I personally have found that people who are really into gardening typically know that clover is good for lawns though – in spite of what anyone says.
Does Deb have weeds in her garden?
“But, it’s not bad,” she said.
Deb used to be a landscaper. But she gave it up when she got involved with CT NOFA (the Connecticut chapter of the Northeast Organic Farming Association.)
She has been their office manager for five years now – but she still does take care of one property in North Haven – and her own, of course.
I really enjoyed seeing the fruits – and veggies – and herbs – of her labor.
Her years of landscaping and natural lawn care practice have resulted in her knowing when to plant what; how to take care of the plants; which plants should go where to best suit their needs; how to rotate “crops;” and — how to be self-sustaining with her garden.
And, that’s all it really takes to learn these things – time. And it produces dividends of satisfaction and healthy living (the two go together nicely, don’tcha think, like a horse and carriage).
Deb makes her own compost, rotating containers – alternating the three bins year-to-year. She collects water in her water barrels and uses that for her greenhouse and wherever else in the garden it is needed.
Deb insists that she doesn’t do anything fancy. And, I think it is all pretty down-to-earth but her garden is definitely designed – very well.
I don’t want people ever to look at the blogs I do about gardens and think it looks too hard for them. The reason I am doing this is to inspire people. And, one really amazing thing I have learned is that there are a lot of gardeners who want to inspire others as well.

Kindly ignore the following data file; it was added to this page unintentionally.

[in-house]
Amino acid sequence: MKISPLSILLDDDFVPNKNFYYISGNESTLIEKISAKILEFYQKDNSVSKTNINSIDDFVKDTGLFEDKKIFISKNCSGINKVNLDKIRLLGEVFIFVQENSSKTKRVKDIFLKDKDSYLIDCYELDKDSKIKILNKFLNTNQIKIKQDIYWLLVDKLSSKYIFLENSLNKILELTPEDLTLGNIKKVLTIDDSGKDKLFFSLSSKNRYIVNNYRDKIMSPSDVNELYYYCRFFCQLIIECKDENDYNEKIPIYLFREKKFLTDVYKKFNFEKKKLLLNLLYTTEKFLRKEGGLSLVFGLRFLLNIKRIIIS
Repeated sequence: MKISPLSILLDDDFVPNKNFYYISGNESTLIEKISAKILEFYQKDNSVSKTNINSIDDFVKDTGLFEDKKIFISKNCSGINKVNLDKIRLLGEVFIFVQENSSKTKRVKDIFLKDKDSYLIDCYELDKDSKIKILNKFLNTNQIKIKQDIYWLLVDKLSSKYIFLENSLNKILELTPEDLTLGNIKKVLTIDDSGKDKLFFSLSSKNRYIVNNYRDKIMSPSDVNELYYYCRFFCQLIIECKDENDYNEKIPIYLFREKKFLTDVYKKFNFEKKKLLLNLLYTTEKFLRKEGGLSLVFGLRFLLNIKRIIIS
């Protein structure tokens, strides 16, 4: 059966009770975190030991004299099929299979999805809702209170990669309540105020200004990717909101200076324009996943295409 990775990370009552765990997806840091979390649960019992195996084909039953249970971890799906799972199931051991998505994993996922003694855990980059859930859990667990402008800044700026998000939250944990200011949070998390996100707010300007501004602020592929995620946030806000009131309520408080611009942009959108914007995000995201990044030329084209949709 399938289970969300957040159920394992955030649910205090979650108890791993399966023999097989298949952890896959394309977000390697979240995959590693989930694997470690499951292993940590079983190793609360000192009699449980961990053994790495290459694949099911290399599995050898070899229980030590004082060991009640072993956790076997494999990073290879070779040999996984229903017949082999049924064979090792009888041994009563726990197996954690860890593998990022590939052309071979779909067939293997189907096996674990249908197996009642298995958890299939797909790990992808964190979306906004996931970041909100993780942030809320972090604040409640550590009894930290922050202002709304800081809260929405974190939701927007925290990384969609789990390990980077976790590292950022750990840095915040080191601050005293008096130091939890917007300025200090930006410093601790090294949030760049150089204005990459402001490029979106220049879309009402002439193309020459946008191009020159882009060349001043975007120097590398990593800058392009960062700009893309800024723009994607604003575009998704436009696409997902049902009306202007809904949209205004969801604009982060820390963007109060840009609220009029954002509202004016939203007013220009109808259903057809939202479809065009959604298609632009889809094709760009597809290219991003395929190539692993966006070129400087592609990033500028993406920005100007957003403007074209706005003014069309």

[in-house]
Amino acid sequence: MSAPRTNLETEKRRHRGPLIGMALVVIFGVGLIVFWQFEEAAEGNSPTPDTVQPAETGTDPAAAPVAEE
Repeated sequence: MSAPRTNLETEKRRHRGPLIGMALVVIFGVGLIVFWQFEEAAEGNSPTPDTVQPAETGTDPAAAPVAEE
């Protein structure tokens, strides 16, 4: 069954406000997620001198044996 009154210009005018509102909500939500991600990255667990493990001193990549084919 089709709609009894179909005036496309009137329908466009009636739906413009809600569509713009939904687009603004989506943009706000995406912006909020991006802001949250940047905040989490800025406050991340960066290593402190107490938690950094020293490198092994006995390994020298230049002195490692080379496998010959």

A garden does not have to be fancy or intricate to work. But, it is one area where we can definitely learn from one another.
Here are some of the tidbits I picked up during my visit to Deb’s garden —
1. She typically starts her vegetables in her unheated greenhouse in March.
2. She has lettuce until December and then again in February (it really is a hearty plant that likes the cooler temps!)
3. Hazelnuts are apparently the one nut that grows well in Connecticut. Deb said that they take three years to establish themselves but then they do well. She is testing out this theory as we speak.
4. Blackberries do well in Connecticut, but you have to be careful they do not take over your garden. And, they are a fruit that you can grow organically in Connecticut, too.